The Dematerialization Of Consumption

Some time early in this century, it seems, the UK may have reached "peak stuff." It is a complex calculation, of course, but it seems that although the world's oldest industrialized economy had grown through most of that period, its consumption of raw materials and fossil fuels had not grown in lockstep as before, but had (save for one markedly cold winter when fuel consumption spiked) consistently declined.

Chris Goodall and a number of other commentators have documented this decoupling extensively: UK government data also shows a reduction in material use from about 12 tons a year per person to around 9 tons from 2000 to 2013. Japan shows a similar pattern.

Some people have contested these findings, of course. (Other people believe they are true, but wish that they weren't widely known.) But there is enough evidence worldwide to show that patterns of consumption and status-seeking do change, and that intangible goods are replacing physical ones in many domains. Not only are there the obvious, comparatively trivial examples where, say, music and film downloads have replaced CDs and DVDs, but car-mileage seems to have peaked, as have car purchases. Astoundingly to anyone who has seen American Graffiti, half of US eighteen-year-olds do not have a driver's license.

But there seem to be multiple forces at work which are all aligned towards a lower emphasis on material consumption. One of them may be simple satiety—it is difficult to see the benefits of not owning a car until one has owned one for a few years; it is only by travelling long-haul a few times that one may discover that your favorite place to spend your free time is a lake sixty miles from home. Now that jet travel is affordable to most people, it is perfectly acceptable (in fact rather an ornament) in wealthy British circles to take your main holiday in Britain.

Hipsterisation of various categories (beer, gin, coffee, etc) is also evidence of a complementary trend—where people seek value and status in increasingly hair-splitting distinctions between basic goods, rather than spending discretionary income on greater quantities of such goods, on or non-essential purchases.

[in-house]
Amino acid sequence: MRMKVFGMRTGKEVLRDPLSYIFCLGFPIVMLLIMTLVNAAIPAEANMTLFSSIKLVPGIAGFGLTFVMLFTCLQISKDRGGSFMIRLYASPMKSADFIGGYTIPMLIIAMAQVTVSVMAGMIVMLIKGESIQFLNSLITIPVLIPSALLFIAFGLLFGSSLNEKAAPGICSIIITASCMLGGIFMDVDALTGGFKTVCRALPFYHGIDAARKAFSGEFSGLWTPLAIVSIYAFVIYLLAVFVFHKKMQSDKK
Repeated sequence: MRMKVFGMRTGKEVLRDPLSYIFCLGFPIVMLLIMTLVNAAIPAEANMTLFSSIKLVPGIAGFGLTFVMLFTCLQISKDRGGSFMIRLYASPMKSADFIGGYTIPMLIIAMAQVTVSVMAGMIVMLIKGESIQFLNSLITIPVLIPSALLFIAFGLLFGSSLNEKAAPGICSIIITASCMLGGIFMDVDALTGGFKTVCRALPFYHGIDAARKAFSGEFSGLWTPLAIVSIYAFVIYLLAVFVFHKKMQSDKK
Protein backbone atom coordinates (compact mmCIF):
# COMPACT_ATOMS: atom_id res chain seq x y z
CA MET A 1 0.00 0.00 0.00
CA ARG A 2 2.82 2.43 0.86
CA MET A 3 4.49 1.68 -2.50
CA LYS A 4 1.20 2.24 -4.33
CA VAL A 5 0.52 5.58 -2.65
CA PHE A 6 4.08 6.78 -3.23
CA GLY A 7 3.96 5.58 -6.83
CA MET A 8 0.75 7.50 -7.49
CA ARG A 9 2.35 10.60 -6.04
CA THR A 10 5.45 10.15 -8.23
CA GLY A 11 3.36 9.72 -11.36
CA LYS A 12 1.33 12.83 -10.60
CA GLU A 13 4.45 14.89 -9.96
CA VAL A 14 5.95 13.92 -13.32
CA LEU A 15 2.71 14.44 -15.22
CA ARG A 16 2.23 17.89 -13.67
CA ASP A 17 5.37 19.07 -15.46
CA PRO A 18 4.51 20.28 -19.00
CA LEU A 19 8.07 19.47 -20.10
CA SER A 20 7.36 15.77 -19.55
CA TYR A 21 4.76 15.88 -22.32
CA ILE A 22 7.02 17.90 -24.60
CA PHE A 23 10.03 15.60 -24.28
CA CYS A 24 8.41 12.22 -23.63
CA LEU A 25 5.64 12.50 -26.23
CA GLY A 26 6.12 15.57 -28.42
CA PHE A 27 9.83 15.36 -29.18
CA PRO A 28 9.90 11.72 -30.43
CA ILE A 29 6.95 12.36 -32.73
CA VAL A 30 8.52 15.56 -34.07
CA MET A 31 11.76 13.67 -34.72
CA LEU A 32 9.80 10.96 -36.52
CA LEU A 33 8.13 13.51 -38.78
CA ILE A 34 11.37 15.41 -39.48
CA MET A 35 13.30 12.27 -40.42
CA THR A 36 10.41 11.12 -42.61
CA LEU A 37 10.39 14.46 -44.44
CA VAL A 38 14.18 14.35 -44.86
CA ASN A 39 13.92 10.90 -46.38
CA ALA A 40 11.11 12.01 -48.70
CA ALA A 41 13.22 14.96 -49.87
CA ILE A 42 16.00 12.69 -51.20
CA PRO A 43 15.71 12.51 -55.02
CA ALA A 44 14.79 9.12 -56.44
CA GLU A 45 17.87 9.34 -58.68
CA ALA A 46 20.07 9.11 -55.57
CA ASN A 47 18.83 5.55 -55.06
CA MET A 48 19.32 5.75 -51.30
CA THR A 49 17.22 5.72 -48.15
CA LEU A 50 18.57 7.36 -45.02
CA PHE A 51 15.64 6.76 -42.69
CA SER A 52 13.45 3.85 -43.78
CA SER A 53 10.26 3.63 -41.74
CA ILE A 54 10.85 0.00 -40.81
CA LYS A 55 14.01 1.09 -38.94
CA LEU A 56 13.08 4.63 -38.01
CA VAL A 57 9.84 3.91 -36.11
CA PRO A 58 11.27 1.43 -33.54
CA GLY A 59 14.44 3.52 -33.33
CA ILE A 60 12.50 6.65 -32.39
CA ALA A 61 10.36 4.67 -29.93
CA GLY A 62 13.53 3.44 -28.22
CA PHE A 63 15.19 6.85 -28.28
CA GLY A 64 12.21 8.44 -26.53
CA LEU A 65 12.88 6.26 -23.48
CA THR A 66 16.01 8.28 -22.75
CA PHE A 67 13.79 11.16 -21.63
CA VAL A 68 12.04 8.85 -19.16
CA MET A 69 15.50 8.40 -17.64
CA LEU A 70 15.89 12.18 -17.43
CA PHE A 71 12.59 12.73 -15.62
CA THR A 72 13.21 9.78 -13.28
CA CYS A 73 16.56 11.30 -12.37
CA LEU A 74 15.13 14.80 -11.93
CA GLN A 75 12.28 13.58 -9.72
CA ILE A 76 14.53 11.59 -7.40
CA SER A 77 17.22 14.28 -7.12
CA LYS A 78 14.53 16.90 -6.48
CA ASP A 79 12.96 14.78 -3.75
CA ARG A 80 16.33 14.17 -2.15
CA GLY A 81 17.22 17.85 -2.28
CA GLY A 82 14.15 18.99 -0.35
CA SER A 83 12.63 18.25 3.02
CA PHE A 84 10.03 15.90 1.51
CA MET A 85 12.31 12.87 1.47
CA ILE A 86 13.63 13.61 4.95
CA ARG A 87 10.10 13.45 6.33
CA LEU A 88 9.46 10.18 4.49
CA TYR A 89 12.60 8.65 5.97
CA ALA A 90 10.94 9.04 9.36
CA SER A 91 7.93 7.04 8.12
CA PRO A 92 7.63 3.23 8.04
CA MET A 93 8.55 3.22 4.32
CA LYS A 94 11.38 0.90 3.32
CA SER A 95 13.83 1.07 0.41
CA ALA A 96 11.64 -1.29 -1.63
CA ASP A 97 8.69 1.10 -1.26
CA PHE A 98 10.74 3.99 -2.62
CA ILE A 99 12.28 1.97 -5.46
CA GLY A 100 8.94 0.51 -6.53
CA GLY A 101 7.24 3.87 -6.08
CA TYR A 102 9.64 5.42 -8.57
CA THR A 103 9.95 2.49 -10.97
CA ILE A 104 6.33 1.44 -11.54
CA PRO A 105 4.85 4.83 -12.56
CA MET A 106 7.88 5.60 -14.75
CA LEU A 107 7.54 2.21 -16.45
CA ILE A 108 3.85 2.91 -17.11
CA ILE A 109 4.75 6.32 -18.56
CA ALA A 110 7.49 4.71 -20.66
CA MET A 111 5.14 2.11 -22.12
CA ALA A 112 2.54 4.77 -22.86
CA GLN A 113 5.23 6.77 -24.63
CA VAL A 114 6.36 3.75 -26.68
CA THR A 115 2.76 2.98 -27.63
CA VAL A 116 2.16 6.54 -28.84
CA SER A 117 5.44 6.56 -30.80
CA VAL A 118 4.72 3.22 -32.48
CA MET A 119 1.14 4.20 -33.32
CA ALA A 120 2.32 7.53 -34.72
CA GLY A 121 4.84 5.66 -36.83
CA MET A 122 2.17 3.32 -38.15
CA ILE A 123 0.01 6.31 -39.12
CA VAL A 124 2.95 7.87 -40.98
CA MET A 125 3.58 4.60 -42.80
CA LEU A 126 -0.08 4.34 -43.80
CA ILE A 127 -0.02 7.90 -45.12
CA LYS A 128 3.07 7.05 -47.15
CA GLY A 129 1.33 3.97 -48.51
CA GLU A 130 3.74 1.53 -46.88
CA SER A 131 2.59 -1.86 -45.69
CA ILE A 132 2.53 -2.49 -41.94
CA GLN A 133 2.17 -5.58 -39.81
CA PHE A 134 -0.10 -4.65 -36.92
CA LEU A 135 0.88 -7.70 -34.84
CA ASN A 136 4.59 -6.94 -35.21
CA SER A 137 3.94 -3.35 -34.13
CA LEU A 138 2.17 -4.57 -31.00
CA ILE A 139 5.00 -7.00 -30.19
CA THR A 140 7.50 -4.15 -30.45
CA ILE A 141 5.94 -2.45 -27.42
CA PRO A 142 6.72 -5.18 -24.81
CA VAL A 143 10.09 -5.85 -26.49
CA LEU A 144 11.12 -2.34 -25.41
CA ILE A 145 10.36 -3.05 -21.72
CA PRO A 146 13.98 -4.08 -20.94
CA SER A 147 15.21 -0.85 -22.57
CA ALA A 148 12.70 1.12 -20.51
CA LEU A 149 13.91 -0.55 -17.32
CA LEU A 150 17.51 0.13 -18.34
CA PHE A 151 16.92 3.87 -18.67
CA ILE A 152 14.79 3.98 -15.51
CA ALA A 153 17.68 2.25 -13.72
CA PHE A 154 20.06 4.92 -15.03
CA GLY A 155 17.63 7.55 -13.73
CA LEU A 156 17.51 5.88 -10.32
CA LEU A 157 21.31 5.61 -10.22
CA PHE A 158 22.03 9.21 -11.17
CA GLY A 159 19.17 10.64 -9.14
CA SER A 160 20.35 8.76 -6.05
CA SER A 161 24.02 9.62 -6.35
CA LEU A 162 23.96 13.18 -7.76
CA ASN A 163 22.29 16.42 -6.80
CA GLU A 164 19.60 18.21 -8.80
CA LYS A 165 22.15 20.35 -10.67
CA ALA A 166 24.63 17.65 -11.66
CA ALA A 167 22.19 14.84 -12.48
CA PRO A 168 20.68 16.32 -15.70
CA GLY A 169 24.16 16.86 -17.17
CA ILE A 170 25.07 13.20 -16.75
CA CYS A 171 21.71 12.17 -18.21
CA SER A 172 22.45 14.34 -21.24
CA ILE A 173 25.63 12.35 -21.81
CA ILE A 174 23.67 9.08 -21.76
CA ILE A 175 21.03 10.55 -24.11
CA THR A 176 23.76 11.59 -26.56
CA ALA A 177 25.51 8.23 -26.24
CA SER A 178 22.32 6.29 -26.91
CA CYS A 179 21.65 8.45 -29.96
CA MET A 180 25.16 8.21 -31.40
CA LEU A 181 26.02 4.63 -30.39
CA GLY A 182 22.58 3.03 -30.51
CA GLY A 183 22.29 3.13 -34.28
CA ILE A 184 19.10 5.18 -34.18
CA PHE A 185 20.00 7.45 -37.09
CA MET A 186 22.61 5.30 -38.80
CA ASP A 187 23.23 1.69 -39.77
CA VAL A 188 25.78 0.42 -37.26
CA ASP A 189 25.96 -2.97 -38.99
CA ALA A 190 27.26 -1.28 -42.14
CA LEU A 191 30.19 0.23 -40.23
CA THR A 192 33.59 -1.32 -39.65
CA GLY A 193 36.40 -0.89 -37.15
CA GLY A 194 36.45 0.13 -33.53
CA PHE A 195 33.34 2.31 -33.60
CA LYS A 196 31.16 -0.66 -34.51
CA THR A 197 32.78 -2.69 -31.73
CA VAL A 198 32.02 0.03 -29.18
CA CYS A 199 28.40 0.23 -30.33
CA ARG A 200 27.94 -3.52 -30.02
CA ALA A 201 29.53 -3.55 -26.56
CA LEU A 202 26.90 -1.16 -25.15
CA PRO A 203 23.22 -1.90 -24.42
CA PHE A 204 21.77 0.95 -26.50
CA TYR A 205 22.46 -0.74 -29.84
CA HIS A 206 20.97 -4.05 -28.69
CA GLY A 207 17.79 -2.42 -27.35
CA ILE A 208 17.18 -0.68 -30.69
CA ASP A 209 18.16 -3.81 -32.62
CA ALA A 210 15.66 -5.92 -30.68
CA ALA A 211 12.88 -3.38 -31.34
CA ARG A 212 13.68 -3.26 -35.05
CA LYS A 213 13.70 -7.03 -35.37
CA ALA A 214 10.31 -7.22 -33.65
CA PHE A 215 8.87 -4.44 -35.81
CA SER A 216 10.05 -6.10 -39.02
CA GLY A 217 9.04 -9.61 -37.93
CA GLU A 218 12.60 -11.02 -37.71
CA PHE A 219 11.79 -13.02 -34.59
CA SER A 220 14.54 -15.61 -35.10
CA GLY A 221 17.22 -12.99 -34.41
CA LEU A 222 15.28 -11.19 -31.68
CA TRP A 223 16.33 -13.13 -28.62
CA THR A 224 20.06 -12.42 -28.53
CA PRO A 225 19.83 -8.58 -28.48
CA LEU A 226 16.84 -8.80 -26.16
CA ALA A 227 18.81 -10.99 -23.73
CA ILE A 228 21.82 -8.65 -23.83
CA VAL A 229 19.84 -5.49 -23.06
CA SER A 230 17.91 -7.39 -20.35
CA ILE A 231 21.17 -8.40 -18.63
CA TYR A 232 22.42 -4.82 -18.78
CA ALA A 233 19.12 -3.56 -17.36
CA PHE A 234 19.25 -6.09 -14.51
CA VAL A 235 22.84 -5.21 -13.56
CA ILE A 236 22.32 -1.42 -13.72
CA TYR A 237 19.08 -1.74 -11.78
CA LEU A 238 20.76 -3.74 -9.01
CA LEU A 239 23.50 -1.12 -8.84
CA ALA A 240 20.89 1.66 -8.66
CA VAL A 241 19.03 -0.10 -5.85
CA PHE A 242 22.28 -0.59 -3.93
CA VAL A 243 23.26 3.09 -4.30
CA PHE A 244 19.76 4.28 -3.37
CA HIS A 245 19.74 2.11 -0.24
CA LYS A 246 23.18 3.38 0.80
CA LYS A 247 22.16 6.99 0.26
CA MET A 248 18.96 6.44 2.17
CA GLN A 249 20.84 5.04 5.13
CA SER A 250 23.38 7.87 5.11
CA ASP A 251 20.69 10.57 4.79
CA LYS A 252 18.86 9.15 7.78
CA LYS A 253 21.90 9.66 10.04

The evolutionary psychologist Geoffrey Miller has even ingeniously attributed this change in behavior to the creation of online social media, which change the whole nature of status signaling—where sharing experiences may have gained signaling power at the expense of possessions.

More and more economic value is becoming entirely divorced from the physical attributes of a thing, and resides in intangibles. London's most expensive street consists of terraces of houses which most wealthy Victorians would have found laughably small; it is the fashionable address which gives them their value, and the fact that living in the center of a city is now deemed more fashionable than living in suburbia.

The great thing about intangible value, I suppose, is that its creation involves very little environmental damage. It may help disabuse people of the belief that the only way to save the planet is for us to impoverish ourselves. What it may mean is that those same human qualities of status-rivalry and novelty-seeking which can be so destructive might be redirected even if they cannot be eliminated.